What Should I Know About Vehicle Fires?
Vehicle fires are some of the most dangerous situations that drivers can encounter. In the United States, there are over 170,000 vehicle fires annually, many of which end in fatalities. Nearly seven people die every week from a vehicle fire, and the majority of fires occur in passenger cars and trucks. Non-fatal accidents result in 1,300 injuries every year.
How Do Vehicle Fires Start?
A vehicle fire can be caused by faulty design, defective parts, or even a car accident. Almost 25 percent of vehicle fires are the result of equipment failure or a heat source, such as the engine or drivetrain. Over 33 percent of vehicle fires are due to driver error, such as an accident caused by careless behavior. In some cases, faulty design or defective parts may be to blame. Automakers often issue recalls for faulty parts after they realize there is a risk for a vehicle fire to start.
Recalls and Vehicle Fire Risk
More than 9.5 million vehicles have been recalled over the last eight years to fix manufacturing defects that could cause a fire. Among these fires, nearly three million vehicles were from Hyundai and Kia and two million were Ford F-150s. The Hyundai and Kia vehicles had issues with oil pan leaks and engine fires. The Ford F-150 trucks had fire risk from the seat belt pretensioner that locks the belt in place in the event of a crash. Electric cars have their own set of risks for fires, including water damage that could compromise the integrity of electrical components and start a fire. Also, battery cells can explode or catch fire if they are damaged in a crash.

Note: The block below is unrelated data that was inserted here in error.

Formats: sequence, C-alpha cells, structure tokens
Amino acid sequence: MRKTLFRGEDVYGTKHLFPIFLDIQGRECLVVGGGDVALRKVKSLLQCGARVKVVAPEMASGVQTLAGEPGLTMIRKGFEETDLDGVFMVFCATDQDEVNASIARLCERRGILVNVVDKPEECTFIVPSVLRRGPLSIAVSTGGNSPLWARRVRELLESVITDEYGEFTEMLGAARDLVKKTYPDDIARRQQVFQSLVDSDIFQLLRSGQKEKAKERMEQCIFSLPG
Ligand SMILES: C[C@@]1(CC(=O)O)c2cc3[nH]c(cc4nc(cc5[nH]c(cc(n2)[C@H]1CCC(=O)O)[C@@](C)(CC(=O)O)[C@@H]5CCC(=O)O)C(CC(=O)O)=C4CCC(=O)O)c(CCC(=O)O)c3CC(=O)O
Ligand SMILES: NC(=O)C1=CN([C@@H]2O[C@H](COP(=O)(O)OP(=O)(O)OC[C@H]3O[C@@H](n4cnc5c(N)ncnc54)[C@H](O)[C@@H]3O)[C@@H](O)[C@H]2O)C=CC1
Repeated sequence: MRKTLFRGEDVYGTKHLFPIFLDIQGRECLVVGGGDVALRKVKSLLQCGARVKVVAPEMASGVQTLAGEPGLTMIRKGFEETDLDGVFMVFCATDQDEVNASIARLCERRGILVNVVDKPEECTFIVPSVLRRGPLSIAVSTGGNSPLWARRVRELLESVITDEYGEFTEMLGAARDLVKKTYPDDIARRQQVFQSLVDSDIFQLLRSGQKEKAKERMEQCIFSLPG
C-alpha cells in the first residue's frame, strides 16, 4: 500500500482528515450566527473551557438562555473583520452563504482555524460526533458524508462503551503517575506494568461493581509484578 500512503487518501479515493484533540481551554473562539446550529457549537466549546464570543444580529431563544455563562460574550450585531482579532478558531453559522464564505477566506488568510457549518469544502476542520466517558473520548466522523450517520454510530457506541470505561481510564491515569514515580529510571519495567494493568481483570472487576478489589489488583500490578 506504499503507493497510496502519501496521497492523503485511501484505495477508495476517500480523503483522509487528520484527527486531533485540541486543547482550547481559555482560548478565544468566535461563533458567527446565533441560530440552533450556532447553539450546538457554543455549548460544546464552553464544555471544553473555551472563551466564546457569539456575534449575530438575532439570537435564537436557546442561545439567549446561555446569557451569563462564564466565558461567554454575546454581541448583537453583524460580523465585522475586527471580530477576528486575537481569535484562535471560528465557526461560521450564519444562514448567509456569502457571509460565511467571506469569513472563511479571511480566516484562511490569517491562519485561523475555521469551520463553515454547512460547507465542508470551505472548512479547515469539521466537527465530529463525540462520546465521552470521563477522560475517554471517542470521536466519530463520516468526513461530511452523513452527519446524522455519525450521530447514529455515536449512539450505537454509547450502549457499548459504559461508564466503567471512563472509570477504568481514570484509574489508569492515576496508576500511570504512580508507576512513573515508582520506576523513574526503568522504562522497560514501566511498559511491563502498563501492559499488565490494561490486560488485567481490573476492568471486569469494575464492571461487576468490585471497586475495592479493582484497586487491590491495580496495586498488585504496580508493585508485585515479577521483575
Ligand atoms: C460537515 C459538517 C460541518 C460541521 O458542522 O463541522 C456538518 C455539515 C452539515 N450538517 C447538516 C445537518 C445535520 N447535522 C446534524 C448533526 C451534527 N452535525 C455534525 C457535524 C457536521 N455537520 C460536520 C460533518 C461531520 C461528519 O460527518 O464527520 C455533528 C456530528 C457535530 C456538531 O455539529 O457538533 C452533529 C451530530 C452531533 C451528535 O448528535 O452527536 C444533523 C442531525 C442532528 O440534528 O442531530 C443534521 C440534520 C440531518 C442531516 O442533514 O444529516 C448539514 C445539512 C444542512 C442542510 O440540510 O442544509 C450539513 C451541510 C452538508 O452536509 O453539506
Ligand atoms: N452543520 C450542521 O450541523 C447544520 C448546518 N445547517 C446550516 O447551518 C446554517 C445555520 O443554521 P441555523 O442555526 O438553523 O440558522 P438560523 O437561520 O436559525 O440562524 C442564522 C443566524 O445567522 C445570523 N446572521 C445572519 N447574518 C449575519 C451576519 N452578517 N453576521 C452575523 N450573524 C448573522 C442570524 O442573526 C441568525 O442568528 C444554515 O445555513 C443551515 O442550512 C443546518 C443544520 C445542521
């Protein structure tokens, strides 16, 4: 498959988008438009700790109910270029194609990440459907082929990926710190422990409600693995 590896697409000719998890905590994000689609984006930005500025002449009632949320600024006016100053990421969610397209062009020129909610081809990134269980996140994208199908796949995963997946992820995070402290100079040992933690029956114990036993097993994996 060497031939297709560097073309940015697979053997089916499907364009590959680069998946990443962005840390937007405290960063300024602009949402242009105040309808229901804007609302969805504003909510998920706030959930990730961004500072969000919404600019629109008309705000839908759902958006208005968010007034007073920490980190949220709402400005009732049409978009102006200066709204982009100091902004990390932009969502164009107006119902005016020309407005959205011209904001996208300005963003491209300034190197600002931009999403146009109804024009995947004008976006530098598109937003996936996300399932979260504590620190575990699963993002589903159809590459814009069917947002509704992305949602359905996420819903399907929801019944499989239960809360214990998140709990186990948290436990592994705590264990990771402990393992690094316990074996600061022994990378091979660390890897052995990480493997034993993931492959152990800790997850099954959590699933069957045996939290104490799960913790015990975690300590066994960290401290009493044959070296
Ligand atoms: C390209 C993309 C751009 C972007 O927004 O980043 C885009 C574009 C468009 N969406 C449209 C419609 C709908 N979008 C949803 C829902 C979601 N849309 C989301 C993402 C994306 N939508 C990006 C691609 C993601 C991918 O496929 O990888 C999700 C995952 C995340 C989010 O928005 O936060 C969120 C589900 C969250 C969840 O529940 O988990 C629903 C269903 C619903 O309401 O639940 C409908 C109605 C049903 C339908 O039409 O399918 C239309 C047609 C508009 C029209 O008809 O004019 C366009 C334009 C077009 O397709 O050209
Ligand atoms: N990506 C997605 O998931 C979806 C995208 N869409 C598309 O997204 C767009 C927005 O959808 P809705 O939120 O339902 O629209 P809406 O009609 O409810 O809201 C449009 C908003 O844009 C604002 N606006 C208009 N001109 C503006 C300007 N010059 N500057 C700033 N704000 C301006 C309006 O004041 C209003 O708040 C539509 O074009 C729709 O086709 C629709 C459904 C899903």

Preventing Vehicle Fires
Proper maintenance is key to preventing vehicle fires. Drivers should perform all manufacturer recommended maintenance checks and look for warning signs. Warning signs can include:
- Loose wiring
- Broken hoses
- Fuses that blow continually
- Rapid changes in engine temperature
- Spilled or leaking oil
- Sudden changes in fuel levels
- Loud sounds from the exhaust system
What to Do If Your Vehicle Catches Fire
If your vehicle does catch fire, turn off the ignition and get away from the car immediately. Only call 911 after you and your passengers have evacuated and reached a safe distance, which is at least 100 feet from the car. Do not return to the vehicle, and only use a fire extinguisher if it is labeled for Class B and Class C fires.
Bucks County Accident Lawyers at Freedman & Lorry, P.C. Advocate for Victims Injured in Vehicle Fires
If you were injured in a vehicle fire, it is vital to seek legal counsel. Our Bucks County accident lawyers at Freedman & Lorry, P.C. will fight to obtain the compensation you need to recover from your injuries. Call us at 888-999-1962 or complete our online form to schedule a free consultation. From our offices located in Philadelphia, Cherry Hill, New Jersey, and Pinehurst, North Carolina, we represent injured clients throughout Pennsylvania.